For many with European backgrounds, roasted chestnuts are the perfect symbol of winter-time but here at FoodFaith, with National Tree Day coming up this weekend, we thought what a wonderful time to celebrate the delicious and often underrated nut that grows on beautiful trees - the Chestnut. Head over to Chestnuts Australia for more info on chestnuts - growing them, harvesting and of course eating them!
Today's recipe comes from the wonderful book Low Tox Life by Alexx Stuart. Not only does it have some delicious recipes but it really is a handbook for a healthy you and a happy planet, something we at FoodFaith can really get behind!
This week with Bastille Day and France making it into the World Cup Finals for the day after, we thought we'd share a recipe with a little French behind it...read on for this delicious and simple way to cook brussels sprouts as well as the story behind the recipe.
With NAIDOC Week launching this Sunday, July 8th we thought we’d do something a little different for our recipe this week here at FoodFaith. This week, instead of just showcasing one recipe, we’re highlighting lots of amazing recipes using native Australian ingredients and Bush Tucker so you can hopefully try them all!
This flavorsome stew is an Ethiopian favourite. The recipe comes courtesy of Yodit Desta, who is well-known to Sydney-siders for her authentic and delicious Ethiopian dishes served at events, festivals and through catering.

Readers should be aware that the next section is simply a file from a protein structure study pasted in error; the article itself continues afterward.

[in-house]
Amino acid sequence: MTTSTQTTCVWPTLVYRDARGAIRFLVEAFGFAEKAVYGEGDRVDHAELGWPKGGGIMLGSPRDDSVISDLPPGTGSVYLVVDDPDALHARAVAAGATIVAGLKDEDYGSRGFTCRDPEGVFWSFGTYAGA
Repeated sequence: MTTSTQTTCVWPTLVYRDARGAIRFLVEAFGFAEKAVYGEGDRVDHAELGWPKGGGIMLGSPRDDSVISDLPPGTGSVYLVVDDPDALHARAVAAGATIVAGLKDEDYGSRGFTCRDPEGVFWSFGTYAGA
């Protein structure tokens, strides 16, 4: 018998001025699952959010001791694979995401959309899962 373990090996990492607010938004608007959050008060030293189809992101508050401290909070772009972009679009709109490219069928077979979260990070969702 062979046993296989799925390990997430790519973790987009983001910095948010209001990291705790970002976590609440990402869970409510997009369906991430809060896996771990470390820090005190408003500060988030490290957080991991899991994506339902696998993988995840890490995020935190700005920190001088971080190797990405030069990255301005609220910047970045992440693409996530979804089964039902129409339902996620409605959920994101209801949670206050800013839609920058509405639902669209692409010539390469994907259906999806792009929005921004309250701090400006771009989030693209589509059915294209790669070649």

This recipe has been submitted by Dzhan Saburi from Mt Druitt. He migrated to Australia from Afghanistan (via the Ukraine) two and a half years ago. The FoodFaith team was lucky enough to meet Dzhan and some of his classmates to taste their delicious creations in the lead up to our 'Redsicovering Your Roots Recipe Collection' for Refugee Week on June 22nd.
This recipe has been submitted by Rawan from Mt Druitt. She migrated to Australia from Syria a year ago to marry her now husband and start their lives together. The FoodFaith team was lucky enough to meet Rawan and some of her classmates to taste their delicious creations in the lead up to our 'Redsicovering Your Roots Recipe Collection' for Refugee Week on June 22nd. To find out more about the event, click here and come join us in celebrating #WithRefugees.